Kavvanah & Intention

The role of Kavvanah in Jewish liturgy.

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Kavvanah in prayer involves chiefly proper concentration on the meaning of the words uttered. A saying of Bahya Ibn Pakudah (an 11th century moral philosopher) has often been quoted, "Prayer without kavvanah is like a body without a soul." But here too, the ideal is one thing, its realization in practice quite another. The medieval thinkers were fully aware of how difficult it is, especially since the prayers are in Hebrew, to concentrate ad­equately all or even most of the time. Although, strictly speaking, where kavvanah was absent, the prayers have to be recited again with kavvanah, this stringency was relaxed so as to apply only to the first verse of the Shema (the primary biblical reading of a Jewish service) and the first paragraph of the Amidah (the primary prayer of a Jewish service ). A passage from the Zohar (i. 243b-244a) states that when a man is in trouble and unable to concentrate on his prayer, he should not refrain from prayer on that account. Even Maimonides, who is very insistent on the need for kavvanah in prayer, can still acknowledge the need for long and arduous training. Maimonides writes {Guide of the Perplexed (3.51):

The first thing you must do is this: Turn your thoughts away from everything while you read the Shema or during the Prayer [the Amidah], and do not content yourself with being devout when you read the first verse of the Shema or the first paragraph of the Prayer. When you have successfully practiced this for many years, try in reading the Torah or listen­ing to it, to have all your heart and all your thought occupied with understanding what you read or hear. After some time when you have mastered this, accustom yourself to have your mind free from all other thoughts when you read any portion of the other books of the prophets, or when you say any blessing, and to have your attention directed exclusively to the perception and the understanding of what you utter."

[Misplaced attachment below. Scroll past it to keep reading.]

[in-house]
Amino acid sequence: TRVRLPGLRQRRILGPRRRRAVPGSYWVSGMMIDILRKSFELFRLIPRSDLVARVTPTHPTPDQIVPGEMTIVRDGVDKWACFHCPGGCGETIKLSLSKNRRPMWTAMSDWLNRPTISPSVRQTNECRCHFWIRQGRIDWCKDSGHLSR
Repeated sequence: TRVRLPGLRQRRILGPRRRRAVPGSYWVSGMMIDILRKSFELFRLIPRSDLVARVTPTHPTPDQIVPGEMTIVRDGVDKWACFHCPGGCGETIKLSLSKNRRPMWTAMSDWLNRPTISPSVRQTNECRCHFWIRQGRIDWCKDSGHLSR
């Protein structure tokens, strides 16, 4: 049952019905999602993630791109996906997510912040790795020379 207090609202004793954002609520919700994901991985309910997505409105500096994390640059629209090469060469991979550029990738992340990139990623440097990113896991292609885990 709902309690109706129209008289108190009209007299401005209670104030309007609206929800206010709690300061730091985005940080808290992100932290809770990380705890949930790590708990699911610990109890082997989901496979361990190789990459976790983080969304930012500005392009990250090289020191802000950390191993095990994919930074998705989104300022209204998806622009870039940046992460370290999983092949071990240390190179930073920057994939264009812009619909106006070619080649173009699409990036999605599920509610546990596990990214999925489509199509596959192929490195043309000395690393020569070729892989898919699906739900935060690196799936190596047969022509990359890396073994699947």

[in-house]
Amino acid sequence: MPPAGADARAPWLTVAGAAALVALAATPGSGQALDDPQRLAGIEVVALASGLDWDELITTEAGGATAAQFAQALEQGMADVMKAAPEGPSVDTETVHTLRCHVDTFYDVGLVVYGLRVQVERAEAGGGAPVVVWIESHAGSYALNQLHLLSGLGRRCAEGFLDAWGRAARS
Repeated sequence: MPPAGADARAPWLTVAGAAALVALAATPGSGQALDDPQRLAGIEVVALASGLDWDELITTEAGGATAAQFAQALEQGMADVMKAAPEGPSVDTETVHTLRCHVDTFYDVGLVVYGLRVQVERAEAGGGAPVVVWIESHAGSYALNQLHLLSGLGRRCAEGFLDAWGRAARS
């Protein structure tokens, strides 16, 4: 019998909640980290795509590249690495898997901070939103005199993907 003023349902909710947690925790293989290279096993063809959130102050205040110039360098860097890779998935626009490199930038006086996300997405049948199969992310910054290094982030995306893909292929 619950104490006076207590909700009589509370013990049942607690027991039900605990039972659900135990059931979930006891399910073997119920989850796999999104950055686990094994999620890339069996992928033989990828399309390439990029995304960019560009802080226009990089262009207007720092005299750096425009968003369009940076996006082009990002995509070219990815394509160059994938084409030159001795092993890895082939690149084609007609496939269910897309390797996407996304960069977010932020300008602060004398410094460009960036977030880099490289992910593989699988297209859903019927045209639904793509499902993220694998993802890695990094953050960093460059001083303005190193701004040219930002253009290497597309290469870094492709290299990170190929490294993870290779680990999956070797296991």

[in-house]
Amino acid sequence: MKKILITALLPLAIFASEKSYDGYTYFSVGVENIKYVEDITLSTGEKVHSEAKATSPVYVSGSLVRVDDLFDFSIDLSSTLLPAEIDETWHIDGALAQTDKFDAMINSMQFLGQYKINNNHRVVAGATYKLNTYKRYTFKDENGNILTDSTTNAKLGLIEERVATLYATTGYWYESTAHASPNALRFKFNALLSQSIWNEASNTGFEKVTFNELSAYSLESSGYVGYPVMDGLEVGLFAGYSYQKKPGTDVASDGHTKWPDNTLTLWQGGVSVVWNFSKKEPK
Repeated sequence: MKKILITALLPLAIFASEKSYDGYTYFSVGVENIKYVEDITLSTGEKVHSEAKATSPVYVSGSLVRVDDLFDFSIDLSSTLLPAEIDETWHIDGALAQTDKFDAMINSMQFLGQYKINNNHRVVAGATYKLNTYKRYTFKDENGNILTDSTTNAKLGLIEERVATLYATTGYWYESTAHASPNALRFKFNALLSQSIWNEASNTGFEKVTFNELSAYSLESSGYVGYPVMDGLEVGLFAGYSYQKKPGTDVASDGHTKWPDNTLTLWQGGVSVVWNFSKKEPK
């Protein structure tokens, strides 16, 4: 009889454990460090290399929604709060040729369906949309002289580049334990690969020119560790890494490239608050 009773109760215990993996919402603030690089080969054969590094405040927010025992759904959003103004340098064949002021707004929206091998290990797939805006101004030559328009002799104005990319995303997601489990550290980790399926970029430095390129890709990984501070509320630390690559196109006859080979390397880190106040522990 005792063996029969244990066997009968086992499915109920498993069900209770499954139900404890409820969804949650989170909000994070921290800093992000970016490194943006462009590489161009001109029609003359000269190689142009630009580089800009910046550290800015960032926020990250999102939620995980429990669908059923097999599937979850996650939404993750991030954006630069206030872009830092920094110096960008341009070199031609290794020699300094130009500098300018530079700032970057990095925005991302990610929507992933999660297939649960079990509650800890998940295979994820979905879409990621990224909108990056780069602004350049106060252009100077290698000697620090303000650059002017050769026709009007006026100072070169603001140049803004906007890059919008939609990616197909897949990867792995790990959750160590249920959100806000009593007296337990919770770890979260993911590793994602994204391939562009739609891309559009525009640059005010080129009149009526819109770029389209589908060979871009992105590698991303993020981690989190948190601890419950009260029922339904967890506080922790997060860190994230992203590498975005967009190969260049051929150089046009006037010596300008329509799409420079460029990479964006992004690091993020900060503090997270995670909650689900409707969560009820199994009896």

Later religious teachers continued to grapple with the problem of kavvanah in prayer. Hasidism in particular is much concerned with the techniques of kavvanah in prayer and with how to cope with distracting thoughts. A main reason that early Reform Judaism pre­ferred that many of the prayers should be recited in the vernacular, rather than in the traditional Hebrew, was because of the convic­tion that proper concentration is only possible when prayers are recited in a language with which one is familiar from birth.

Among the Kabbalists (Jewish mystics), especially in the Lurianic system, the whole ideal of kavvanah in prayer is given a new turn. The Lurianic Kabbalists use the plural kavvanot, by which they mean not concentration on the plain meaning of the words, but on the map of the Sefirot (the Kabbalistic concept of the various manifestations of God) and the numerous combinations of these. Every word of the prayers hints at one or another of the details in the unfolding of the worlds on high, and the mystic adept is expected to have these kavvanot in mind as each stage of the prayers leads him from higher to ever higher world.

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Rabbi Louis Jacobs

Rabbi Dr. Louis Jacobs (1920-2006) was a Masorti rabbi, the first leader of Masorti Judaism (also known as Conservative Judaism) in the United Kingdom, and a leading writer and thinker on Judaism.